This guest post was contributed by Clients From Hell, a collection of the best stories about the worst parts of freelancing.
When you’re a freelancer, statements like this coming from clients are common:
Like fairy tales, these anecdotes, filled with misery and monsters, have lessons in them. Here are a few of the most popular tales of horror from this week, and some lessons learned from them.
CLIENT: We want custom designs for all of the signage of our campus buildings. Both exterior and interior.
ME: Okay, that’s a couple hundred designs, but we can definitely take care of that. Right now, I can tell you we’re looking at a few weeks to complete. I’ll need a few days to figure out the details, work out a schedule, and then I’ll send you over an estimate and a quote for the down-payment.
CLIENT: Ah, yeah… we’re not really “down-payment” people.
ME: Ah, I see… we’re not really “work for free” people.
The submitter of this story did everything right; they outlined the scope of the proposed project, they gave a realistic estimate of the time it would take, and they had the good sense not to promise anything before ironing out the details.
Most importantly, they insisted on a down-payment. A down-payment is good practice for a variety of reasons. Besides ensuring the submitter gets paid something, it commits both them and their client to the project. When money is invested, a client is more inclined to invest the necessary time and resources as well.
I swear to God, prior to this conversation, I assumed that my client (like me!) was a native Italian.
CLIENT: I want this bit of the copy in Italian.
ME: I – okay, but can I ask why?
CLIENT: I like how it looks.
ME: Okay, but this is intended for an English-speaking audience, right? Won’t they –
CLIENT: Listen, it’s simple. Just put these sections in Italian and we’re done.
(A strange request, but I do as he asks.)
CLIENT: What’s this?
ME: It’s – I put those parts in Italian, like you asked.
CLIENT: Nah, I didn’t want any of this Spanish crap. I wanted it in Italian.
ME: What do you mean by “Italian?”
CLIENT: You know, slanted-like.
ME: You wanted it in Italics?
CLIENT: I don’t know what that is, but slant it up a notch or we’ll have a problem.
The submitter outlined their concerns about the client’s direction, which is always good practice. Freelancers are hired because their clients don’t have the time or talent to do something; saving their time and/or giving them the insight that comes from your talent are both things you should do.
The only other thing the submitter could have done is translated a small section and sent it for approval before translating the entirety of the copy. It’s a bit of a pedantic solution though, and one that’s tedious in practice. Still, “measure twice, cut once” is a time-and-stress-saving creed.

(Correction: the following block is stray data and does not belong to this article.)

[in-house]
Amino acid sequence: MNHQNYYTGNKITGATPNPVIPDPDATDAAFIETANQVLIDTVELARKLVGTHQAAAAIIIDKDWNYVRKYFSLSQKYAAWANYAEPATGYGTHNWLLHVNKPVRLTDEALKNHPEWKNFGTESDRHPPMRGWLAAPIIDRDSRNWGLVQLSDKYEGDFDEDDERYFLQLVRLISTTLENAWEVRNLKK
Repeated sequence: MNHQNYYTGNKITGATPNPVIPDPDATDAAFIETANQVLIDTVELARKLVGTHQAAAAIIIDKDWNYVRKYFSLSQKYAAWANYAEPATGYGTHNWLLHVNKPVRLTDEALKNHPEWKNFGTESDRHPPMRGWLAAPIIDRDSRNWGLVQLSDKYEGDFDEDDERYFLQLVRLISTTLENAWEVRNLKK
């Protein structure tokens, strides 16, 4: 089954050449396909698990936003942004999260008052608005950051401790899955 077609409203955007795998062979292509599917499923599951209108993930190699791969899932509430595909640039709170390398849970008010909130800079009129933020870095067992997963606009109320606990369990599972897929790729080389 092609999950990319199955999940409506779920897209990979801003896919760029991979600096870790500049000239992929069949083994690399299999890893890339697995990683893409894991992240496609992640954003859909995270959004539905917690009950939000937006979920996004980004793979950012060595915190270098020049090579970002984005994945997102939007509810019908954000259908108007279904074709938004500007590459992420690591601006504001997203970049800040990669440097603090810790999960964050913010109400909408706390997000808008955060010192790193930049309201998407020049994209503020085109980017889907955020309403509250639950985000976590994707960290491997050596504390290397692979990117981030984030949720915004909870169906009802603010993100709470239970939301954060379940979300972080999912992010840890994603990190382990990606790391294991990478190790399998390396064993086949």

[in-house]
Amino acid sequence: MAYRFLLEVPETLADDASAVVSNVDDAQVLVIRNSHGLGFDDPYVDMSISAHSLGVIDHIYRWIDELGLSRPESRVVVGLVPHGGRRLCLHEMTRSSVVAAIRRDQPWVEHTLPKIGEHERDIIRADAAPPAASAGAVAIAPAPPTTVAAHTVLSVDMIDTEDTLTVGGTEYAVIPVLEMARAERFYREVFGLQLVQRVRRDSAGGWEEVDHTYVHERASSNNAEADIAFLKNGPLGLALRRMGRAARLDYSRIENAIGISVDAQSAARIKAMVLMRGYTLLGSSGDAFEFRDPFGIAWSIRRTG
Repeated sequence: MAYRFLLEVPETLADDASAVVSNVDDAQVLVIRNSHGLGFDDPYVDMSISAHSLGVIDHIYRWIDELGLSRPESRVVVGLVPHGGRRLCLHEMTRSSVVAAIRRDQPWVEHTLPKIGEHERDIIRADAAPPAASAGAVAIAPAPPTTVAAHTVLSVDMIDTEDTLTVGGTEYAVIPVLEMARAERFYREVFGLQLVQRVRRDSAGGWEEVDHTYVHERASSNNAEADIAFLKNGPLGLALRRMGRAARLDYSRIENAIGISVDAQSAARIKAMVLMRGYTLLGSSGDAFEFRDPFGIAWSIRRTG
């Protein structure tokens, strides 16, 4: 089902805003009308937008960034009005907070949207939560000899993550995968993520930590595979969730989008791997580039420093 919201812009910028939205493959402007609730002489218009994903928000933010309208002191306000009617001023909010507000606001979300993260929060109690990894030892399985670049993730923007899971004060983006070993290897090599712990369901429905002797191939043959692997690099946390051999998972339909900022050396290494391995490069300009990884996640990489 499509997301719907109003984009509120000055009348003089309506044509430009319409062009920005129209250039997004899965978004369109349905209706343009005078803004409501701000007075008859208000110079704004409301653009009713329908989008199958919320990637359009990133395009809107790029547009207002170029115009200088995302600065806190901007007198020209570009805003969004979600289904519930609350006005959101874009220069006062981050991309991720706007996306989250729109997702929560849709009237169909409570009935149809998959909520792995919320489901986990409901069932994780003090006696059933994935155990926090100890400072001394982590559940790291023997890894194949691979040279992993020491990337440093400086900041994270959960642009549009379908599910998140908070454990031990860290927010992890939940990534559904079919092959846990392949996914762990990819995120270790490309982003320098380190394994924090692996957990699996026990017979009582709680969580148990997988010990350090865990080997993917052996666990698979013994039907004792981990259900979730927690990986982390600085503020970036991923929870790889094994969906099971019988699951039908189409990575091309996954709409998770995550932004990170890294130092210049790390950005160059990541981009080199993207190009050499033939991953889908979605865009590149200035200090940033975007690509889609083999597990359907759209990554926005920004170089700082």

One thing the submitter can do to prevent something similar from happening again is to charge for the extra time. As stated, they outlined their concerns and they were disregarded. They provided translation services, and though those services turned out to be superfluous, the submitter still put in the time. By charging, the client is less likely to bulldoze the submitter in future instances. A discount on this time may lessen the sting of the hourly rate, in addition to giving the submitter a more defensible position if the client complains about the charge.
ME: The website will be ready no later than Wednesday, but since you’re on a deadline, I’ll make an effort to get it to you sooner.
CLIENT: Huh? So when will it be ready?
ME: Wednesday, but I’ll try for sooner.
CLIENT: Make up your mind. Wednesday or not?
CLIENT: Why did you say maybe sooner?
ME: I was just trying to be helpful. If I can build it sooner, I will.
CLIENT: I don’t get it.
ME: The site will be ready on Wednesday.
It’s always best to overestimate how long projects are going to take. Avoid putting the possibility of early delivery in the client’s head at all. Clients might push for it to get done sooner, but never, ever commit to a deadline that’s at the edge of possible. Too many things can go wrong and otherwise delay you.
It doesn’t matter what you actually said. If you don’t deliver on the possibility, the client will be disappointed, despite you not having done anything wrong. It’s a matter of managing expectations. If you simply deliver it early, sans promise, you have managed to exceed expectations and the client will be pleased.
CLIENT: The video you sent me has no audio – no music, no sound, no nothing! I can’t believe you messed this up, I was explicit about what I wanted.
ME: The video I sent has audio. I’m double-checking the file right now.
CLIENT: It’s not working. And I specifically told you I wanted music and everything. I don’t know how you can make such a stupid mistake. I mean, really.
ME: Are your speakers on?
ME: Hello? Are your speakers on and are you sure they’re –
CLIENT: Okay, I managed to fix it.
If you’ve been freelancing in your field for some time, it’s likely that you’ll start to recognize recurring problems or issues from clients. An excellent way to deal with these is to build a primer or FAQ and to attach it to your outgoing deliverables. This can include things like solutions to common problems, disclaimers that accompany unfinished products, or general context for the client.
For example, I have a template for my photography work filled with advice for models on how to prepare for shoots. In this submitter’s case, the eventual template would include things like “Make sure your speakers are on and no headphones are plugged in,” in addition to solutions to other similar issues I’m sure the submitter has had to deal with.
Unfortunately, you have no guarantee the client will read this – but it doesn’t hurt to provide it. Also, avoid rubbing a client’s nose in their mistake. Even if they act unprofessional up to that point, there’s no (good) reason you should do the same.
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